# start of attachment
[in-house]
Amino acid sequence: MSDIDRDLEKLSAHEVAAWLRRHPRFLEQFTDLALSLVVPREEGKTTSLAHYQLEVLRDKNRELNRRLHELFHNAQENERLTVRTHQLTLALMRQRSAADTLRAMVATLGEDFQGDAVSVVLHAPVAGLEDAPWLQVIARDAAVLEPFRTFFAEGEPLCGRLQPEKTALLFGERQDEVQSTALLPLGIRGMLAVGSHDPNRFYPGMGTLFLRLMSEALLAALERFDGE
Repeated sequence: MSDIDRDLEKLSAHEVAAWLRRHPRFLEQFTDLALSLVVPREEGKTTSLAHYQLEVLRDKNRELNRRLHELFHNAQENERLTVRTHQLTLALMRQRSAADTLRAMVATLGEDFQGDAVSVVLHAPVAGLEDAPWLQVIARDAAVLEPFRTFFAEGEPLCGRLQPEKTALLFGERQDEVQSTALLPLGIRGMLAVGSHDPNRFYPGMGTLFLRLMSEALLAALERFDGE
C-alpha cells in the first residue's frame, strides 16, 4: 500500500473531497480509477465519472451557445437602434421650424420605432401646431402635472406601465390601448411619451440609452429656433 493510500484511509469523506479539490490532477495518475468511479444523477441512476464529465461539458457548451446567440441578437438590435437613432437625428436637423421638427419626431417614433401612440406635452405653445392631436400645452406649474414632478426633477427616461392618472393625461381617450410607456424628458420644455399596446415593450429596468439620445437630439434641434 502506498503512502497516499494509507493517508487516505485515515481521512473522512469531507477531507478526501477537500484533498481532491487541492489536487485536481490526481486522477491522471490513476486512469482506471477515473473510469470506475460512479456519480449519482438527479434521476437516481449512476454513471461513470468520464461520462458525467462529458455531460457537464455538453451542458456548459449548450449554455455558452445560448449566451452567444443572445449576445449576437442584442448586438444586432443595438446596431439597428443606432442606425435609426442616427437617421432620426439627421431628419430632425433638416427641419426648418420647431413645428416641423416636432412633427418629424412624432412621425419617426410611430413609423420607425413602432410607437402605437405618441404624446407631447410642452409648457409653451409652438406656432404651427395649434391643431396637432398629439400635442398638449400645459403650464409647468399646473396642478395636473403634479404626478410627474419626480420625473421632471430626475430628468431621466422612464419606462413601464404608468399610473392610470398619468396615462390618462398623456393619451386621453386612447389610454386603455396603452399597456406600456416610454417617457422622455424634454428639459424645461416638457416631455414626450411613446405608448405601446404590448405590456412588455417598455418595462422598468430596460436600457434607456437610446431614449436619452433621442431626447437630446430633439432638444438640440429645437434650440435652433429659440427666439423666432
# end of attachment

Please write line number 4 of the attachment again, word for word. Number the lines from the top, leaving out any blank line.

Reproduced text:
C-alpha cells in the first residue's frame, strides 16, 4: 500500500473531497480509477465519472451557445437602434421650424420605432401646431402635472406601465390601448411619451440609452429656433 493510500484511509469523506479539490490532477495518475468511479444523477441512476464529465461539458457548451446567440441578437438590435437613432437625428436637423421638427419626431417614433401612440406635452405653445392631436400645452406649474414632478426633477427616461392618472393625461381617450410607456424628458420644455399596446415593450429596468439620445437630439434641434 502506498503512502497516499494509507493517508487516505485515515481521512473522512469531507477531507478526501477537500484533498481532491487541492489536487485536481490526481486522477491522471490513476486512469482506471477515473473510469470506475460512479456519480449519482438527479434521476437516481449512476454513471461513470468520464461520462458525467462529458455531460457537464455538453451542458456548459449548450449554455455558452445560448449566451452567444443572445449576445449576437442584442448586438444586432443595438446596431439597428443606432442606425435609426442616427437617421432620426439627421431628419430632425433638416427641419426648418420647431413645428416641423416636432412633427418629424412624432412621425419617426410611430413609423420607425413602432410607437402605437405618441404624446407631447410642452409648457409653451409652438406656432404651427395649434391643431396637432398629439400635442398638449400645459403650464409647468399646473396642478395636473403634479404626478410627474419626480420625473421632471430626475430628468431621466422612464419606462413601464404608468399610473392610470398619468396615462390618462398623456393619451386621453386612447389610454386603455396603452399597456406600456416610454417617457422622455424634454428639459424645461416638457416631455414626450411613446405608448405601446404590448405590456412588455417598455418595462422598468430596460436600457434607456437610446431614449436619452433621442431626447437630446430633439432638444438640440429645437434650440435652433429659440427666439423666432